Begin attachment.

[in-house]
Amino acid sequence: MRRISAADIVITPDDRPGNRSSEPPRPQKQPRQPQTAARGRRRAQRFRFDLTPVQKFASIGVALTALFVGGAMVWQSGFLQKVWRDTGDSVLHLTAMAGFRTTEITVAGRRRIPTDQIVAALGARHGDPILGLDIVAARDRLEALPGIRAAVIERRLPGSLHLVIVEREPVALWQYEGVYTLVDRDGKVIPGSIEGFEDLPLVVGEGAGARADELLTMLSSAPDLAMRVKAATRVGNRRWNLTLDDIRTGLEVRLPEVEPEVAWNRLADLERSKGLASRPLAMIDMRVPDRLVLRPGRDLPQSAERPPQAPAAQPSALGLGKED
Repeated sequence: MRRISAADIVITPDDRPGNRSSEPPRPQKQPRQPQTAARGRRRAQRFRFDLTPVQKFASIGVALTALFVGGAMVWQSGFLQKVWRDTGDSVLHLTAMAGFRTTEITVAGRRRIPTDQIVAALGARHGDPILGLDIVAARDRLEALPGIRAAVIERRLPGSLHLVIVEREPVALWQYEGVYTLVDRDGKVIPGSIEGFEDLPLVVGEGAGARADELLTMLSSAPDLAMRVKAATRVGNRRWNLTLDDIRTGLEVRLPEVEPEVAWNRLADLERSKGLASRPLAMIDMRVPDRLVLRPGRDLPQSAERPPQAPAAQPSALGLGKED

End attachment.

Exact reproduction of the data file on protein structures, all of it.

[in-house]
Amino acid sequence: MRRISAADIVITPDDRPGNRSSEPPRPQKQPRQPQTAARGRRRAQRFRFDLTPVQKFASIGVALTALFVGGAMVWQSGFLQKVWRDTGDSVLHLTAMAGFRTTEITVAGRRRIPTDQIVAALGARHGDPILGLDIVAARDRLEALPGIRAAVIERRLPGSLHLVIVEREPVALWQYEGVYTLVDRDGKVIPGSIEGFEDLPLVVGEGAGARADELLTMLSSAPDLAMRVKAATRVGNRRWNLTLDDIRTGLEVRLPEVEPEVAWNRLADLERSKGLASRPLAMIDMRVPDRLVLRPGRDLPQSAERPPQAPAAQPSALGLGKED
Repeated sequence: MRRISAADIVITPDDRPGNRSSEPPRPQKQPRQPQTAARGRRRAQRFRFDLTPVQKFASIGVALTALFVGGAMVWQSGFLQKVWRDTGDSVLHLTAMAGFRTTEITVAGRRRIPTDQIVAALGARHGDPILGLDIVAARDRLEALPGIRAAVIERRLPGSLHLVIVEREPVALWQYEGVYTLVDRDGKVIPGSIEGFEDLPLVVGEGAGARADELLTMLSSAPDLAMRVKAATRVGNRRWNLTLDDIRTGLEVRLPEVEPEVAWNRLADLERSKGLASRPLAMIDMRVPDRLVLRPGRDLPQSAERPPQAPAAQPSALGLGKED